"ethics" alt-right antifeminism empathy deficit evil SJWs men who should not ever be with women ever misogyny sargon of akkad YouTube

VIDEO: Sargon of Akkad and pals literally laughing out loud about the murder of a fellow YouTuber

The Skeptic Feminists; Heather “Ivy” Anable is on the right

In the wake of the horrific murder of YouTuber Heather “Ivy” Anable, apparently at the hands of Aleksandr Kolpakov, one of her fellow cohosts of the Skeptic Feminist Youtube channel, some of YouTube’s most noxious personalities got together for a nearly two-and-a-half hour livestream dealing with the tragedy.

The livestreamers in question included the noxious Sargon of Akkad — I’ve written about him several times before — alongside lesser-known YouTube shitheads called Vee and Kraut and Tea, among others.

Despite the ostensible subject, the livestream turned out to be a rather lighthearted affair, full of jokes at the expense of the murdered woman and lots of what the participants called “gallows humor.” (There were similar outbursts of inappropriate mirth from antifeminists on Twitter and elsewhere online, as I detailed in a post yesterday.)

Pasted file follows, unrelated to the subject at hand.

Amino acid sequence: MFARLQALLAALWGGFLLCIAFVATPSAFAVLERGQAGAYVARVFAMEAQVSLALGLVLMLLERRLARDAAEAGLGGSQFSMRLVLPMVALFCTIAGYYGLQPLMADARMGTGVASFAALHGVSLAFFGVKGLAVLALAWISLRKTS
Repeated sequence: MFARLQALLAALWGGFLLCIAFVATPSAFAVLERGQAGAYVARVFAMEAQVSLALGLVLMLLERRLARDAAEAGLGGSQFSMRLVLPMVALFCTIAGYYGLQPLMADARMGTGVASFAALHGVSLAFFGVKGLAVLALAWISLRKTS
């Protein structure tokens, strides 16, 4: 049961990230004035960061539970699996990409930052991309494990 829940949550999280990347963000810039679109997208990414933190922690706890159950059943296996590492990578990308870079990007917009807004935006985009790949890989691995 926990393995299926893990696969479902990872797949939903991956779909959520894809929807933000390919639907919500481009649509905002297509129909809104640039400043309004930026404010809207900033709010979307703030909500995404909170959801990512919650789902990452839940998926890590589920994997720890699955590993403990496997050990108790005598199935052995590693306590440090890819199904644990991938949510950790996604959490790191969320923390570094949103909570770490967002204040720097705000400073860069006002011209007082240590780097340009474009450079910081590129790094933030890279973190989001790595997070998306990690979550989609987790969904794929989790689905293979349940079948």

YouTuber Michael Rowlands has done us all a service by clipping some of the worst moments from the livestream and putting them in a thankfully much, much shorter video of his own. It’s only 8 minutes long, and you can skip the first minute or so, but I think it manages to capture the odiousness of Sargon and pals quite effectively.

Just a note of explanation: Rowlands’ video is designed to highlight the blatant hypocrisy of YouTuber Kraut and Tea. The first half consists of a clip from a Kraut and Tea video patting anti-SJW YouTubers on the back for their alleged moral superiority over SJWs. The second half is a clip from the notorious livestream, which pretty clearly shows what complete bullshit his claims of moral superiority really are.

I set the start of the video a little ahead to bypass some of Kraut and Tea’s more tedious bloviating and get right to his main point.

Thanks to commenter IshinDenshin for letting me know about this video. If you want to watch the whole livestream (ugh) you can find it here.